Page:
Trump's platform isn't quite that explicit. He does propose military strikes against cartels, using special forces. Experts say a president could almost certainly authorize a cross-border strike without congressional approval.
"He has a relatively free hand to do a lot of this," Blessing said, while noting it would have huge diplomatic and trade repercussions.
On U.S. soil, Trump proposes deploying the National Guard against drug gangs, which experts are more doubtful is achievable.
Trump promises to sign an executive order that would block federal agencies from issuing these children passports and other national documents, like Social Security cards.
"My policy will choke off a major incentive for continued illegal immigration [and] deter more migrants from coming," Trump says.
The courts would almost certainly stop Trump, Blessing and Rottinghaus predicted, saying the legal precedent for birthright citizenship is strong.
"You would have an immediate injunction," Rottinghaus said. "And then there would be a lengthy court battle."
Also on migration, he promises to use an old law to bar "Marxists" from entering the U.S., which some observers say could primarily affect card-carrying members of China's Communist Party elite.
Homelessness crackdown: Trump says he would force homeless people off city streets. He would ban urban camping and offer violators two options: receive treatment and rehabilitation in newly constructed encampments, or face arrest.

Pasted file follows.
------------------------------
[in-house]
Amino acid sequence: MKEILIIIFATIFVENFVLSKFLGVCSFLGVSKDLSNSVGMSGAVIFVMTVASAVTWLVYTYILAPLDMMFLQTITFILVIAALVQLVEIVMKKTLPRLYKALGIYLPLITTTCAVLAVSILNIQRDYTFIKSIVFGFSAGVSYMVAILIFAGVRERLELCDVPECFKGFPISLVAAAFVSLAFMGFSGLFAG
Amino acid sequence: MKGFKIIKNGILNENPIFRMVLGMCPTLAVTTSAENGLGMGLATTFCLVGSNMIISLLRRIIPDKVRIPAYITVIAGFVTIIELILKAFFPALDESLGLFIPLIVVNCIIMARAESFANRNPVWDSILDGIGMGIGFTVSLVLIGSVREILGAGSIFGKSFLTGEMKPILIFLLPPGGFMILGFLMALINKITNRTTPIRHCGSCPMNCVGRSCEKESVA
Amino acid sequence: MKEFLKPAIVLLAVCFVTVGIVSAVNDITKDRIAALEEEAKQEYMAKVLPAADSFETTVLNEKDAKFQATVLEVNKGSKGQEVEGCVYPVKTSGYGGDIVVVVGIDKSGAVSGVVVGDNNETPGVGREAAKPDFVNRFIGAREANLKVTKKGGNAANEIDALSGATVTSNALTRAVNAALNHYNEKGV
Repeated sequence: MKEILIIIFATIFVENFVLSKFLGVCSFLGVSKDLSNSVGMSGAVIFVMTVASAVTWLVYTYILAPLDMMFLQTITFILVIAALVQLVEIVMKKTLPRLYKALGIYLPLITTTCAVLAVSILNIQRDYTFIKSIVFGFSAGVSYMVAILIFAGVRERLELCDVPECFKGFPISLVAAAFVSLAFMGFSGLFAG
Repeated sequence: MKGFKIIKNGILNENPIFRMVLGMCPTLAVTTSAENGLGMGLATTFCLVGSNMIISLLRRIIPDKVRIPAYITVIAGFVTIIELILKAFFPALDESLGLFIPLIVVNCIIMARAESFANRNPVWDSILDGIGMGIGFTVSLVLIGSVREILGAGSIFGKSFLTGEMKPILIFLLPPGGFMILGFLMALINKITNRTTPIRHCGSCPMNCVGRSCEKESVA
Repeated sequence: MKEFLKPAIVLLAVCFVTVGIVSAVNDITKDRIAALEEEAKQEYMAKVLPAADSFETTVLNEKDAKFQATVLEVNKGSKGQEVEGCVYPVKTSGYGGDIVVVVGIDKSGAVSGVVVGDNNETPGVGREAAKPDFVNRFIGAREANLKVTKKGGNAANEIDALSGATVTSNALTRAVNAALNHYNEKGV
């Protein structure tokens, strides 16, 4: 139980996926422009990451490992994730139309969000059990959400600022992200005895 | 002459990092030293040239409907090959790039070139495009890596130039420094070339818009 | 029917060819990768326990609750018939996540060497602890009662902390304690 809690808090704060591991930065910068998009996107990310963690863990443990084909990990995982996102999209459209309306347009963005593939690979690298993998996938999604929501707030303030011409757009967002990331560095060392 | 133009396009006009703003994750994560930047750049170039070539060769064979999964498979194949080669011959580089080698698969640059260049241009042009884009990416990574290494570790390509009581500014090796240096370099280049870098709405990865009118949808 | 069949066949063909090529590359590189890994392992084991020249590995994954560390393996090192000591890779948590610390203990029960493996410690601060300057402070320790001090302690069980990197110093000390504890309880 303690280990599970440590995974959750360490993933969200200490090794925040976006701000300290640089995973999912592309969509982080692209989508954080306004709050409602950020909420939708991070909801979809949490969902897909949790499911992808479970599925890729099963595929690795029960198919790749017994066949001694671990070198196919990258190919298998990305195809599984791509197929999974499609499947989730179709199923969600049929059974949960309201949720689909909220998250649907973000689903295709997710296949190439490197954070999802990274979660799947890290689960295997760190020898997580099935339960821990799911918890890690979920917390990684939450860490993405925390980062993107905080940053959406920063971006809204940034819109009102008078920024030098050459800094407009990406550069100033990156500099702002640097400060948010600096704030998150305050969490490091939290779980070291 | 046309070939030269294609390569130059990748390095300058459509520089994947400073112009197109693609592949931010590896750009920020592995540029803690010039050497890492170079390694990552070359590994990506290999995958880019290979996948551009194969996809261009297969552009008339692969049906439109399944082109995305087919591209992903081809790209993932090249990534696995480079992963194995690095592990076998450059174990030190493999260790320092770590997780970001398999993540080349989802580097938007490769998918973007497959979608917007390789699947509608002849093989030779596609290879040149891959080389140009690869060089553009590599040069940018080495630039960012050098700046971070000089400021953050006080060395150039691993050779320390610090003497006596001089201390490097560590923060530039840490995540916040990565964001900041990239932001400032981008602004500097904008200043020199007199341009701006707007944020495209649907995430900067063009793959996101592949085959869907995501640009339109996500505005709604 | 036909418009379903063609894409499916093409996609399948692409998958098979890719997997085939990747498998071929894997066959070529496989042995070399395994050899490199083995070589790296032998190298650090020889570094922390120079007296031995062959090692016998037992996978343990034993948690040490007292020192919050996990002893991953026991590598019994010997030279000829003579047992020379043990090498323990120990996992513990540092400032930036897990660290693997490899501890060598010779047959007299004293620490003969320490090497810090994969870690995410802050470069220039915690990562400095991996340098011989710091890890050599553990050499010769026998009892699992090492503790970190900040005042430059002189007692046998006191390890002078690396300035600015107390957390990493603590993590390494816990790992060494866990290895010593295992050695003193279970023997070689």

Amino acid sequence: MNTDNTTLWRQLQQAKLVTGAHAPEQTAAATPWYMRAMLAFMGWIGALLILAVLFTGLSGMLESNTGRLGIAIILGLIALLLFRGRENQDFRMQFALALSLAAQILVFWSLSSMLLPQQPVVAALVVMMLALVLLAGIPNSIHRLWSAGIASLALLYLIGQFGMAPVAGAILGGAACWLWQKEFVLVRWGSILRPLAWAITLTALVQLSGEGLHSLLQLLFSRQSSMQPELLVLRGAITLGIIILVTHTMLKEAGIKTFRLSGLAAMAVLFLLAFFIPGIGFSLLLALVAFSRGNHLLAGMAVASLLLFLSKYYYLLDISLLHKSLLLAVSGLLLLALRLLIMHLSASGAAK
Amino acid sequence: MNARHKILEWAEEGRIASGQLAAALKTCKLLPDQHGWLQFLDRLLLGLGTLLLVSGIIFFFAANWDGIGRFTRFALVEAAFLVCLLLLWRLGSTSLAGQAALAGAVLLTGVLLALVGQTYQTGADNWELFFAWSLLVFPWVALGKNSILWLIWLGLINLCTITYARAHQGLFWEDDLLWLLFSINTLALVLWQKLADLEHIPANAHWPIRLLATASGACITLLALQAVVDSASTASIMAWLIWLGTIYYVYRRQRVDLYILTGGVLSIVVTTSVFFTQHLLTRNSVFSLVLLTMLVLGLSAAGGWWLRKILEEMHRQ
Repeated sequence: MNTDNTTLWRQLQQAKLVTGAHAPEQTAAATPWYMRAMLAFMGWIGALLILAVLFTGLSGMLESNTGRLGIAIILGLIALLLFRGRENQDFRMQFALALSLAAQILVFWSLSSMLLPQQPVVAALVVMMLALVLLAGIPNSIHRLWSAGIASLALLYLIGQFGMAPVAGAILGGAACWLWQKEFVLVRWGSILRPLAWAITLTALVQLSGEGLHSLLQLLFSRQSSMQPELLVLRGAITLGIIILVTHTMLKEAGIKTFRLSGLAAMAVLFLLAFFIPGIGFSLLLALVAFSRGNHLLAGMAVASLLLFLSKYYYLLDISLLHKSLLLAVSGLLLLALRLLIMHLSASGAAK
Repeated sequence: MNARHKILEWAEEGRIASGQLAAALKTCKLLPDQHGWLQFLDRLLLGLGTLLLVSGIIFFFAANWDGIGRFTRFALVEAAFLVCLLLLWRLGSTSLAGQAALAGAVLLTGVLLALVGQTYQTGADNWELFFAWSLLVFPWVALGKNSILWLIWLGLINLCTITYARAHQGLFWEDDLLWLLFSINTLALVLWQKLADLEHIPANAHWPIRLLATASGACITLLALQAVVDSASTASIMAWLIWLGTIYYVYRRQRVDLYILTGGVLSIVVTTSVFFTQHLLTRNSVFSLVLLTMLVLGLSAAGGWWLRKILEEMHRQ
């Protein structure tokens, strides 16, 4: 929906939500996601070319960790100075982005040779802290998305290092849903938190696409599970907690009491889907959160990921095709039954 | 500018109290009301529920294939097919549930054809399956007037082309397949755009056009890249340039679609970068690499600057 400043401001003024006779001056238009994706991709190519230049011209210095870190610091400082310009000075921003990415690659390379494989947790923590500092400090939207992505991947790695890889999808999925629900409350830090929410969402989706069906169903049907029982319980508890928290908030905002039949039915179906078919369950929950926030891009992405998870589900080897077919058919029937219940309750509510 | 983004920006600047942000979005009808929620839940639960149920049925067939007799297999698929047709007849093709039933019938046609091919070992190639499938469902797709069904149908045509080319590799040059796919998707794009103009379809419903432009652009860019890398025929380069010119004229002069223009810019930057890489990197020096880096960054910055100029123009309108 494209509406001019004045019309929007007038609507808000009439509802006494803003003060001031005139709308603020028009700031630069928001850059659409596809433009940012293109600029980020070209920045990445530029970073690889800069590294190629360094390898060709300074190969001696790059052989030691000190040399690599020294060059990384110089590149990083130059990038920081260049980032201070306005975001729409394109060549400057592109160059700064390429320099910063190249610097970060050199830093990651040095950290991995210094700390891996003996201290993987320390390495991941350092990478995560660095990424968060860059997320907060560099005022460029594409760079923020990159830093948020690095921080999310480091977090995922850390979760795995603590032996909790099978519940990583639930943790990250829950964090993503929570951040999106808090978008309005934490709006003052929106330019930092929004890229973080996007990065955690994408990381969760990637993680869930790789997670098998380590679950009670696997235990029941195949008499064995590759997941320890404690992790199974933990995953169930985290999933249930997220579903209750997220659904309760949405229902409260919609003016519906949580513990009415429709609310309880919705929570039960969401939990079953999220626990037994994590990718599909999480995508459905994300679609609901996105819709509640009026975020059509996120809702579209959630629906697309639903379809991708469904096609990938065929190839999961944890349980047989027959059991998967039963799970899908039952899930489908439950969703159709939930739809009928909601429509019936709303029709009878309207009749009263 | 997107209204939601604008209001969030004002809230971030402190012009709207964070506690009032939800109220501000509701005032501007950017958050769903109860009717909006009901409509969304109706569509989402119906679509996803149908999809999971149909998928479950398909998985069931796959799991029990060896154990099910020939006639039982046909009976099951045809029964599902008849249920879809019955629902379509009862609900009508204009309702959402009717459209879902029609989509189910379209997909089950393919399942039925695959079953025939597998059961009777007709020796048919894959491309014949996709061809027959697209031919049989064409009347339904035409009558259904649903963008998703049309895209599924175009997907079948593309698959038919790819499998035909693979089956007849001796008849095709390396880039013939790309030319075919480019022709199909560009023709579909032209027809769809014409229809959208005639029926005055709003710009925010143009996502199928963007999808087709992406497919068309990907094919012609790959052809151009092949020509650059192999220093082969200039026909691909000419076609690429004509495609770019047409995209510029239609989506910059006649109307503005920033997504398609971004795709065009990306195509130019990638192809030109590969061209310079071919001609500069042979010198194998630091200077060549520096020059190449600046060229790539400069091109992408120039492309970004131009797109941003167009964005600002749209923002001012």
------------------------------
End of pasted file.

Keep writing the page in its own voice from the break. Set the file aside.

He says he would also bring back mental asylums, with the goal of treating and releasing people.
Washington could offer cities and states funding for programs like this, according to Blessing, but she said there's no role for federal officials scouring U.S. cities to get people off the streets.
Punishing tech: Trump is angry over how he and members of his campaign were treated on tech and social platforms during the 2020 election. Now, he wants to see them punished.
He wouldn't simply cut off funding for fighting so-called misinformation; he would identify and fire bureaucrats engaged in what he calls censorship.
Trump says he would order the Department of Justice to investigate and prosecute any violations of federal civil-rights law, election law and securities and anti-trust laws.
He is also threatening tech companies with the removal of their historic protections against libel lawsuits if they censor people, something that would require Congress to pass a law.
End racial equity programs: Trump would cancel programs aimed at race and gender equity created by Biden, citing those aimed at non-white farmers and restaurant owners.
He would also fire federal staffers involved in these programs and ask Congress to create a restitution fund for other Americans he says were discriminated against.
Restore an old presidential power: He would fight for more presidential control over the federal budget. Remember Trump's first impeachment? It started with him withholding military aid for Ukraine, previously approved by Congress; he was pressing the Ukrainian government to investigate the Biden family's business dealings.
Trump wants to be able to refuse to spend money appropriated by Congress. Blessing said it was "highly unlikely" the plan would succeed, predicting opposition from the courts and Congress.
Investigate pharma companies: In a seeming nod to anti-vaxxers, Trump has promised a presidential commission into what's driving a rise in childhood ailments.
He mentioned autism and a number of other ailments, and while listing several possible causes he appeared to specifically single out pharmaceutical companies.
"Our public health establishment is too close to big pharma," he said. "If big pharma defrauds American patients and taxpayers or puts profits above people, they must be investigated and held accountable."
The international agenda